Production workers instructed with augmented reality glasses can work much faster than colleagues instructed with analog methods. However, an international study shows that they are less capable of internalizing their tasks and of making suggestions to improve production processes. These insights may help companies when adapting AR applications to their needs and balancing productivity gains against process optimization priorities.
The IT Center of the Bavarian Natural History Collections (SNSB) presents its new app 'DiversityNaviKey' (DNK) – a tool for reliable identification of natural science objects. The application is based on scientific data sources managed by the established database system of the SNSB, Diversity Workbench.
When the demand for workers significantly exceeds the supply, companies in the United States place less emphasis on formal degrees when it comes to job applications. Instead, skills and competencies become more important. This is the conclusion of a study with the participation of Christina Langer, which has now been published in the renowned Harvard Business Review. Christina Langer is a research associate at the Chair of Macroeconomics at the Ingolstadt School of Management Ingolstadt (WFI) of Catholic University Eichstätt-Ingolstadt and a visiting scholar at the ifo Institute in Munich.
Coordinated by the University of Passau, the interdisciplinary research cluster "ForDaySec – Security in everyday digitalisation" is investigating new types of technical procedures that provide cybersecurity to private households, small- and medium-sized enterprises (SMEs) and the public administration. The Bavarian State Ministry of Science and the Arts has awarded the cluster a grant worth EUR 3.3 million for a four-year period.
The use of artificial intelligence in medicine offers new ways for making more precise diagnoses and relieving doctors from routine tasks. How well do doctors really have to understand this technology to develop the "right” measure of trust in such systems? And does the use of AI lead to any ethically relevant changes in the doctor-patient relationship? It is answers to these and similar questions that a project headed by the THI Ingolstadt and the Catholic University Eichstätt-Ingolstadt (KU) will be working on.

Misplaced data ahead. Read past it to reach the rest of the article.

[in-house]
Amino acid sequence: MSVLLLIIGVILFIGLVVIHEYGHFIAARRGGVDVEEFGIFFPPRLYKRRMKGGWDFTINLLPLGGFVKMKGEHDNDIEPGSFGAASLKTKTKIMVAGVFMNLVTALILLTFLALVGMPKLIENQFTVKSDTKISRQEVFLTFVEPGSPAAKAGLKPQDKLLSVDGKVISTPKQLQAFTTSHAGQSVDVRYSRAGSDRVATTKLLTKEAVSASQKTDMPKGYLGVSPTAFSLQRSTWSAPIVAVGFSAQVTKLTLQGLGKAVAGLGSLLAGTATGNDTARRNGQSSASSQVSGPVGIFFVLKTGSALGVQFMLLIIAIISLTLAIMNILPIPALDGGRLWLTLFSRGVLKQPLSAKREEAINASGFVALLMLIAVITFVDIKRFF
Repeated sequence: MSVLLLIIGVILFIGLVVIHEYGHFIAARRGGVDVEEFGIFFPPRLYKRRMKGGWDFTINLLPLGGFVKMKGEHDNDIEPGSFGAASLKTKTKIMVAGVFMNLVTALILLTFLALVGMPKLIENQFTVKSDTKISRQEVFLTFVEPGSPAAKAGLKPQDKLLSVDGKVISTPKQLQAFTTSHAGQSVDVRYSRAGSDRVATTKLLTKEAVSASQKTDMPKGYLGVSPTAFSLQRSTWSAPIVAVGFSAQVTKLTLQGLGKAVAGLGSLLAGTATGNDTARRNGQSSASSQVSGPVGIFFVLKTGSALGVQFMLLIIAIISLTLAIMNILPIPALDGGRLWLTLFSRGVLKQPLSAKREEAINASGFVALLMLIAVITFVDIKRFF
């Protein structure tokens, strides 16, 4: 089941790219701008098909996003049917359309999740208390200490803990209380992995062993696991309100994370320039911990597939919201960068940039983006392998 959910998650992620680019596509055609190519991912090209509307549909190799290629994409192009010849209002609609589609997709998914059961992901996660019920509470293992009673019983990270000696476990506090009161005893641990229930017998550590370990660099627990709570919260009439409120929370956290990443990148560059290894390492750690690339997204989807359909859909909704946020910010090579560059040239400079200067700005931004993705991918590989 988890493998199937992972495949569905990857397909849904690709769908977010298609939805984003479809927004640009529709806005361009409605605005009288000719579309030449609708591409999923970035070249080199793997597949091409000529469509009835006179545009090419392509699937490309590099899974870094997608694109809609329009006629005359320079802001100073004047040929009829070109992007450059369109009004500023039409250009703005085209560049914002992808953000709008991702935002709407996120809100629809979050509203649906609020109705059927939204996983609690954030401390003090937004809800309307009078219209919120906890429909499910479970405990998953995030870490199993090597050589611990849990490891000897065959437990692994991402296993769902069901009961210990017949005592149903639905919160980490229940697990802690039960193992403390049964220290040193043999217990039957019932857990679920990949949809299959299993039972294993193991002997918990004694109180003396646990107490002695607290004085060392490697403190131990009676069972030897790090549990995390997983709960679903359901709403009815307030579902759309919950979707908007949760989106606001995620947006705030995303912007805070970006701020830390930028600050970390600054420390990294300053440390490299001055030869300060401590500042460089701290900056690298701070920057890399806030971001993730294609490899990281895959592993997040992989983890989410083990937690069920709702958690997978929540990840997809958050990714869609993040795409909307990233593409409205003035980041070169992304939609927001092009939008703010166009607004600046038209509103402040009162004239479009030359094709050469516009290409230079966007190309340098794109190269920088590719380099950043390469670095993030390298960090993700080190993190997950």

Remote learning during the pandemic has once more led to a discussion of the chances that might lie in a greater digitalization of classroom teaching. “We fall short, if we merely see digitalization in terms of technical equipment, that is to say, software and hardware. Any technology can only support teachers”, says Prof. Dr. Heiner Böttger, who holds the chair of English Didactics at the Catholic University of Eichstätt-Ingolstadt.
Just as electrons flow through an electrical conductor, magnetic excitations can travel through certain materials. Such excitations, known in physics as "magnons" in analogy to the electron, could transport information much more easily than electrical conductors. An international research team has now made an important discovery on the road to such components, which could be highly energy-efficient and considerably smaller.
By today’s signing of their cooperation agreement, the University of Augsburg (UNIA), the Munich School of Philosophy (HFPH) and the Technical University of Munich (TUM) have laid the foundation stone for the joint “Center for Responsible AI Technologies”, which will bring philosophical, ethical and social science issues into the development of AI technologies in an integrated approach to research. Supported by three newly created professorships at UNIA, TUM and HFPH and financed by “Hightech Agenda Bayern”, the new cross-location center will make a valuable contribution to socially responsible and trustworthy AI innovations.
The Institute for Data and Process Science (IDP) at Landshut University of Applied Sciences is developing a further training offering for small and medium sized companies. The short training courses which are planned have been designed to help smaller companies keep pace in the areas of digitalisation and sustainability.
Dermatologists typically classify skin lesions based on multiple data sources. Algorithms that fuse the information together can support this classification. An international research team has now developed an algorithm that classifies skin lesions more accurately than previous algorithms by using an improved data fusion process.